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Katy Parnello: From Stage to Workshop



Portrait by Josie Perez

For Katy Parnello, who describes herself as a “pretty introverted person,” art is a way to communicate—regardless of the medium. A trained actor and dancer, Parnello got her start performing in off-Broadway productions and TV shows during a 10-year stint in New York City. With her roots now set in the picturesque town of Telluride, Colorado, Parnello divides her time between directing the annual Telluride AIDS Benefit show and her most recent artistic endeavor: creating repurposed wood wall hangings that provide ambient light, which she has deemed “electroliers.”


The Large X Electrolier incorporates bold, geometric patterns.

Mountain Living: What shows have our readers seen you in?

Katy Parnello:  I did a lot of stage acting off-Broadway in New York and some independent TV films that I’m sure no one has seen. I also worked on 30 Rock as Tina Fey’s photo double for a long time, HBO’s True Blood, and Law and Order.


The Skate Fence Electrolier was made from a rickety fence found at a Telluride state park. 

How did you get your start in woodworking?

I lived in an apartment that didn’t have a lot of furniture, so I started making it. The first thing I made was a kitchen table. The lighting in the kitchen was really bad, so I decided to incorporate light bulbs into it. I loved having something that I made that was also functional. Once I filled up all the floor space, I tried my hand at designing things for the walls, and that’s how I started to make art out of wood.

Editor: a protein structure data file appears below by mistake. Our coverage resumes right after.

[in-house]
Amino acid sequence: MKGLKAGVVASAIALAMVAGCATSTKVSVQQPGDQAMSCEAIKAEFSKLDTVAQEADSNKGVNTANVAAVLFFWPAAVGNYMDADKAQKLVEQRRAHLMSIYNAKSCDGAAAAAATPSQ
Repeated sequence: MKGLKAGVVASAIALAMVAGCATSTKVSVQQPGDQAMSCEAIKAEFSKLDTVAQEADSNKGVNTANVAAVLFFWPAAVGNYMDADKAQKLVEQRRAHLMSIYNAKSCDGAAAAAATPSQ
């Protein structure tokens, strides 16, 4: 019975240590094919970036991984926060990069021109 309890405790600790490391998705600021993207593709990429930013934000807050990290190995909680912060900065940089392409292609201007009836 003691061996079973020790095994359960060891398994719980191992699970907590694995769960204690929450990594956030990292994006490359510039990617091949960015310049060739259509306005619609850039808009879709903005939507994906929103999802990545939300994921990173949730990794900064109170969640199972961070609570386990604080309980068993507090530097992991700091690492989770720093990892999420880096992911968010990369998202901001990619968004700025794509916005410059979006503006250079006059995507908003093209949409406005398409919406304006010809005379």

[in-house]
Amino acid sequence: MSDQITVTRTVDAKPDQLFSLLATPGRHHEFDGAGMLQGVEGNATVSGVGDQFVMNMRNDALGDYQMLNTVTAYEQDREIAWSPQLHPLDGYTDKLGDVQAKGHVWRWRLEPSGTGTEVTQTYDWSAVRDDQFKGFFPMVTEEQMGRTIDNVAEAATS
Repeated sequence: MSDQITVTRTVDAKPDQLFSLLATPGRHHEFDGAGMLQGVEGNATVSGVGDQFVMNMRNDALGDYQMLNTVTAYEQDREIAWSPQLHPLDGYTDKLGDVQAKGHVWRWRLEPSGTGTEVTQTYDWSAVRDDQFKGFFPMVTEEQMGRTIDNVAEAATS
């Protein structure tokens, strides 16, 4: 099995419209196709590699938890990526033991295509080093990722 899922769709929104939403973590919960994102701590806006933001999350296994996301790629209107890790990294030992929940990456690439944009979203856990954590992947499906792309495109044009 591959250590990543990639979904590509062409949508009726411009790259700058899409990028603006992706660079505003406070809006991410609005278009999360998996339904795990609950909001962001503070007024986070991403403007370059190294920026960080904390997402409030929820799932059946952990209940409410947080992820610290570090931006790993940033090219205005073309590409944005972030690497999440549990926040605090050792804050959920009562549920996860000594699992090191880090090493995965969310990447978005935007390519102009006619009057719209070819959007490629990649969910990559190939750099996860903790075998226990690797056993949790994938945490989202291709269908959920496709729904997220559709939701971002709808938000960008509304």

The Blue Fish Electrolier

How is each electrolier made?

I don’t usually think about the wood pattern I’m going to make until I just start making it. I make the design based on whatever materials I have—I like to use old, discarded plywood or barnwood. Sometimes I stain the wood, other times I keep it natural, and then I install the lights. It’s a pretty quick process: Depending on the size, each only takes about two days to create.


Parnello used lath sourced from an old barn in Norwood, Colorado, to craft the Black & White Electrolier.

Who are your greatest artistic influences?

I come from a very scientific family. My dad and my grandpa were doctors, my brother and sister are both lawyers. I’m totally the middle child; the random creative one. So I think I had to find a lot of my creative influences from outside sources. The people I really admire are actors. Phillip Seymour Hoffman was one. And Tina Fey—she’s such a huge creative force.

electroliers.com 

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